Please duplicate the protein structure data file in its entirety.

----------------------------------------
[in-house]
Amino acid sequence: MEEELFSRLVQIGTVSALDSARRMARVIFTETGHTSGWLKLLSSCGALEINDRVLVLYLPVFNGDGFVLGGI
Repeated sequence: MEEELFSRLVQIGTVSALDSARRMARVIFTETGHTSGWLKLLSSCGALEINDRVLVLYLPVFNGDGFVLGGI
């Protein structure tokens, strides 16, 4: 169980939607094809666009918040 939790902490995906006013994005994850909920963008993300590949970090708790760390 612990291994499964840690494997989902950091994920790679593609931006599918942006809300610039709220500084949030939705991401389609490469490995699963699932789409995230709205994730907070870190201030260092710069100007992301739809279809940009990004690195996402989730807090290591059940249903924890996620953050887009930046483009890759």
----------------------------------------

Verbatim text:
[in-house]
Amino acid sequence: MEEELFSRLVQIGTVSALDSARRMARVIFTETGHTSGWLKLLSSCGALEINDRVLVLYLPVFNGDGFVLGGI
Repeated sequence: MEEELFSRLVQIGTVSALDSARRMARVIFTETGHTSGWLKLLSSCGALEINDRVLVLYLPVFNGDGFVLGGI
């Protein structure tokens, strides 16, 4: 169980939607094809666009918040 939790902490995906006013994005994850909920963008993300590949970090708790760390 612990291994499964840690494997989902950091994920790679593609931006599918942006809300610039709220500084949030939705991401389609490469490995699963699932789409995230709205994730907070870190201030260092710069100007992301739809279809940009990004690195996402989730807090290591059940249903924890996620953050887009930046483009890759």